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Article Marketing: Breaking Free

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As a prolific article writer, I have been asked by some how I can generate so many quality articles in such a short period. Frankly, it isn’t always easy, but there are some things I would like to share with you so that you may, perhaps, increase your production as I have. Increased production for you means additional and regular submissions resulting in greater exposure of your name on the world wide web. All of this should translate into more money for you, which is the chief reason for article marketing.

In seven months this past year, I wrote over 400 articles submitted to various online article directories. In addition, I wrote another 1100 articles for clients that were then delivered to them to publish on their sites. These web content articles were all short, concise, and generally averaged below 250 words for each piece. Most of my regular articles are typically 500 words long, with the rare article or two approaching 1500 words. Still, this achievement was no small feat, especially when the subject brought me into unfamiliar territory.

After much trial and error, I learned that the best way to keep my production high -- while simultaneously delivering valuable and exciting content -- meant that I had to streamline my operation. The following are some “tried and true” practices that I have put to the test, and you can too.

Stick With What You Know -- I don’t mind writing on subjects I know little about, but I can get bogged down by excess research time. If I am writing for a client, I charge accordingly once they see that I am writing in an area outside of my particular areas of expertise and they are still desiring to utilize my services. Regarding submitting articles to the online directories, I keep my subject matter limited to a handful of areas where I shine.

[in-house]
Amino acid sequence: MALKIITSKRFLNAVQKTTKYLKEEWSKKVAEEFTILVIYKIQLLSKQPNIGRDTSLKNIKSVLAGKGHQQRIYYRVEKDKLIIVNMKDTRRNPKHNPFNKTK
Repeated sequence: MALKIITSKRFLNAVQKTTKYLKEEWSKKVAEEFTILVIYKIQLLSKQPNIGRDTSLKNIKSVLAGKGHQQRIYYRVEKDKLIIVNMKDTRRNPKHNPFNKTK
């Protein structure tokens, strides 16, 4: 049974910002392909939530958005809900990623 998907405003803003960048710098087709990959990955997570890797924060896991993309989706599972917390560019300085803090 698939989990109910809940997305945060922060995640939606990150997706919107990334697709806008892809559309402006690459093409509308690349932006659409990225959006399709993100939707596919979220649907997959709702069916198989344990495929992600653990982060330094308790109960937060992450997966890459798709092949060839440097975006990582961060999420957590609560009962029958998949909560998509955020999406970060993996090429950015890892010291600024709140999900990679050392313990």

Start, Then Stop -- There are times when I am writing an article that I find myself unable to complete my undertaking due to a lack of information. If I cannot garner what I need right away, I put the unfinished article aside until I obtain the necessary information to complete the job. Let’s say I have a regular supply of “go-to” pieces that I plan on finishing later. I don’t get hung up on any one article. Instead, I move on and focus on the next. My production level stays high as I don’t let one piece hamper my workflow.

Outlines, Everywhere -- Well, not exactly. Still, there are times when I am in between projects but still in the writing mood [which for me is almost always!] Therefore, to stay busy, I craft a list of article subjects or titles and then work on writing an outline or two or three…you get the picture! Some of these outlines have come in handy when a client requests a specific topic. I pull out the outline, expand on the points I already have listed, and flesh out my article. A draft version is ready and sent out for my client’s review quickly and almost effortlessly. I sometimes use the same technique for submitting work to the various article directories.

Be Consistent -- If you aren’t writing regularly, getting started again can become much harder to do than if you were to write consistently. In the days before electronic fuel injection was standard equipment [guess which topic I write on chiefly?], a cold car could take a long time to warm up. Much like those particular automobiles of yesteryear, you need a constant stream of fuel [articles] going to stay warm. The hotter you are, the more you will produce.

In all, article writing is enjoyable for some while it is laborious for others. As you write, do not overly concern yourself with style, grammar, punctuation, and vocabulary; these are things you can massage once your draft is done. Break free of the article writing rut and get yourself into a working rhythm today. If you do, you will become a recognized and respected author in no time.